Female caddies. They are few and far between. Fanny Sunesson is probably the most famous (looping for Nick Faldo) to caddie on the PGA Tour (player’s wives notwithstanding). There are a good amount on the LPGA Tour though.
Longtime male caddies have oodles of stories about wheels-off golfers they’ve endured over the years. But female caddies have to also deal with client’s cheesy pick up lines and clueless chauvinistic behavior–including peeing in public on the course.
Maggie Bigelow writes an excellent piece for Golf World on the highs and lows of being a female caddie. The long article is worth your time
“No one really tells you how to do it. Everything you learn is either from observing other caddies, or being yelled at by a golfer.”
Bring snacks in your pockets or caddie vest. Four hours of walking up hills with 30 pounds on your back can make you ravenous.
Expect to make less money when you caddie for female golfers. The club allots two hours two days a week for them called “lady golfing hours.” They only play nine holes, and some of them bring push carts.
Wash your golfers’ clubs off at the end of the day. Put all of them in a big bucket, and go to town with a scrub brush. They’ll come over and hand you a handful of cash, and you’ll remember why you showed up in the first place.
Tournaments can be hell. They are how you make from $500 to over $1,000 a weekend, but the money feels more than earned. I walked more than 20 miles in less than three days, and my feet were sore for a week.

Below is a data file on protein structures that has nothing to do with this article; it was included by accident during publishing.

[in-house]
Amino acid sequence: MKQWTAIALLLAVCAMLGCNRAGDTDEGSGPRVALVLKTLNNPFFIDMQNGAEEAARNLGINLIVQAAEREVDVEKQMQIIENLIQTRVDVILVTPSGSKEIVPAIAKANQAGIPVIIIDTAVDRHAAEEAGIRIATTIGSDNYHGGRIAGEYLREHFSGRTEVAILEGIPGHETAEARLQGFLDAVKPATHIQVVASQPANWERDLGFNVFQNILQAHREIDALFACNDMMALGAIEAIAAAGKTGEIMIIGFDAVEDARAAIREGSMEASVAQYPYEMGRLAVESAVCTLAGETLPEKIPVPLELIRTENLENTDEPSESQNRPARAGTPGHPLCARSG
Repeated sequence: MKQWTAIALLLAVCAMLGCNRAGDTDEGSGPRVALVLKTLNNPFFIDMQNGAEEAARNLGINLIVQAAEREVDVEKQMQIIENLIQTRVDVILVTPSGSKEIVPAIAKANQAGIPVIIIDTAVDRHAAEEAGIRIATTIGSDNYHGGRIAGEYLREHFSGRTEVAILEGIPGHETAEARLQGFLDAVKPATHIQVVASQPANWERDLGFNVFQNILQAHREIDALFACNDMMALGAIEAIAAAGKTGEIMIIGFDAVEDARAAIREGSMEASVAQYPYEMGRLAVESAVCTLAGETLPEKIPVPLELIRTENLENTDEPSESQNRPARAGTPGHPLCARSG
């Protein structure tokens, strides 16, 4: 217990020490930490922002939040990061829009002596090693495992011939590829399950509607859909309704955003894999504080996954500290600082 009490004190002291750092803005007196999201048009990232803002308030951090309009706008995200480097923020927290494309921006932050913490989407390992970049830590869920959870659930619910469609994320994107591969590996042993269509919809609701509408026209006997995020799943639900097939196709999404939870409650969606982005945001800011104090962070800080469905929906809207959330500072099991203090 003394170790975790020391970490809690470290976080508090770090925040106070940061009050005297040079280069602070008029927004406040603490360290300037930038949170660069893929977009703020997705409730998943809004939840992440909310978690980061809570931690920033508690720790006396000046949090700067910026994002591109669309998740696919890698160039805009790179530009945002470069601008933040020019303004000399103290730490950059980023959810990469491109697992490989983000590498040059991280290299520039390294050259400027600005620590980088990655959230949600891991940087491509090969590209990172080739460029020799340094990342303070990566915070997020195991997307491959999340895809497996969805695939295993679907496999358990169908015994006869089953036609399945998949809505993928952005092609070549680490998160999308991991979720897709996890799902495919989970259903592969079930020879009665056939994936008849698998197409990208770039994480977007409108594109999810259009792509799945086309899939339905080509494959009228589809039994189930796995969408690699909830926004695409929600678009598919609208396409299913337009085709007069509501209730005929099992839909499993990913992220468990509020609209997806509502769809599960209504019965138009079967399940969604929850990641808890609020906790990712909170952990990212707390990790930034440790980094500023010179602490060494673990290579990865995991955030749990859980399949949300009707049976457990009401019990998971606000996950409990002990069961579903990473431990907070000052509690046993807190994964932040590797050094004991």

Typically half of golfers get inappropriately drunk, and play terrible golf. The other half take it too seriously, and make a real attempt at winning the prize money. That’s the gist of it.
“Huh. How does a girl get involved in this sort of thing?” he asked, and then proceeded to unzip his pants.
I felt blood rush to my cheeks. A lot of men pee on the golf course, but most warned me prior to starting their stream. At the very least, the average urinator walked a safe distance away. I turned my back, and listened in discomfort to the rhythm of his pee.
By the second-to-last hole, my rage was rising. My back was aching, and not in the usual pleasurably fatigued sort of way. It was more of a fifteen-extra-pounds sort of way. My eyes were still scorched from nearly seeing this man’s genitals, and my pride was wounded every time he asked me why I was caddieing.
Nothing says golfers have to be kind to their caddies. It’s a paid position, so they can be as respectful or disrespectful as they please. But from my somewhat limited experience, the round is a little more enjoyable, the putts read with a bit more accuracy, fewer balls lost, when caddies feel like just one of the guys. Or so to speak, anyway.
Sheesh. Some guys just don’t get it. And never will.